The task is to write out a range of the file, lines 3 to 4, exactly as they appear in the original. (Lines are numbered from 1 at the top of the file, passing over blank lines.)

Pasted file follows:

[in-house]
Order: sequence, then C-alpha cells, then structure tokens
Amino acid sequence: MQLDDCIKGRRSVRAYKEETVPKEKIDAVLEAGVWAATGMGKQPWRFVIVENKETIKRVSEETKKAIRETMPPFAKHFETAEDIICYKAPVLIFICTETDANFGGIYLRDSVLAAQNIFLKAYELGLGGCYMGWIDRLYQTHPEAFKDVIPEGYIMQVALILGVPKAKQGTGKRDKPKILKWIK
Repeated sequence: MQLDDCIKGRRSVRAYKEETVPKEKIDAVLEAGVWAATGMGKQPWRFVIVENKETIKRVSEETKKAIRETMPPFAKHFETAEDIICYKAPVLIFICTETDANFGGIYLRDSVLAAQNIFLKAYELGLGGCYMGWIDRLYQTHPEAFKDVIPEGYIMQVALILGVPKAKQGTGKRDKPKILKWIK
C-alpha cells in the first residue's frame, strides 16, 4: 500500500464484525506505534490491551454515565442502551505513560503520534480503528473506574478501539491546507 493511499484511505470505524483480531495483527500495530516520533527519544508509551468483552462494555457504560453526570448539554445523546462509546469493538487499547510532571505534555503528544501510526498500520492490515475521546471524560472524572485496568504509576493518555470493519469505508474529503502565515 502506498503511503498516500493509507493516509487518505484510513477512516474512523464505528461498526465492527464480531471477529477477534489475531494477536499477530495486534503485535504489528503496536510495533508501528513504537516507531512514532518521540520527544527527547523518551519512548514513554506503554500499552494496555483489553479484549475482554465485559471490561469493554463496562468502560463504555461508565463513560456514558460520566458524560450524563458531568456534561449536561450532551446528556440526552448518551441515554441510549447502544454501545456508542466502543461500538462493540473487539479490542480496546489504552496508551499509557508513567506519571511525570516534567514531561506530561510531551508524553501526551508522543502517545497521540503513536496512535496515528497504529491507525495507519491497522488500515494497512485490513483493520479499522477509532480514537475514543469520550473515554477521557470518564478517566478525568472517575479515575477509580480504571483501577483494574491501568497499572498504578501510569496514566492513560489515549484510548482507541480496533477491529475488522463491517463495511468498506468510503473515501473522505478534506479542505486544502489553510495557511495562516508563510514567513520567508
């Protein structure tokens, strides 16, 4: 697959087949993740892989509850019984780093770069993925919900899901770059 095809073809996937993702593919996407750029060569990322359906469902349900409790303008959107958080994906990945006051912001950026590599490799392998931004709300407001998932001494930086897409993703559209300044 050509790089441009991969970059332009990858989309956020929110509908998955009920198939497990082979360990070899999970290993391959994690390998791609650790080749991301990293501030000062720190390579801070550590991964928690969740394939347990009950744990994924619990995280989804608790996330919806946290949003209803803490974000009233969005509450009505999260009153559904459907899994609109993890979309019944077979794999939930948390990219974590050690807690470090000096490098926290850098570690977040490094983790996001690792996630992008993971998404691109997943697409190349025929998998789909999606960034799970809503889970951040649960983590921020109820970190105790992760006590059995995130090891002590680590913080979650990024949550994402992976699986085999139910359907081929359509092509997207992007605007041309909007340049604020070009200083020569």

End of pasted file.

Amino acid sequence: MQLDDCIKGRRSVRAYKEETVPKEKIDAVLEAGVWAATGMGKQPWRFVIVENKETIKRVSEETKKAIRETMPPFAKHFETAEDIICYKAPVLIFICTETDANFGGIYLRDSVLAAQNIFLKAYELGLGGCYMGWIDRLYQTHPEAFKDVIPEGYIMQVALILGVPKAKQGTGKRDKPKILKWIK
Repeated sequence: MQLDDCIKGRRSVRAYKEETVPKEKIDAVLEAGVWAATGMGKQPWRFVIVENKETIKRVSEETKKAIRETMPPFAKHFETAEDIICYKAPVLIFICTETDANFGGIYLRDSVLAAQNIFLKAYELGLGGCYMGWIDRLYQTHPEAFKDVIPEGYIMQVALILGVPKAKQGTGKRDKPKILKWIK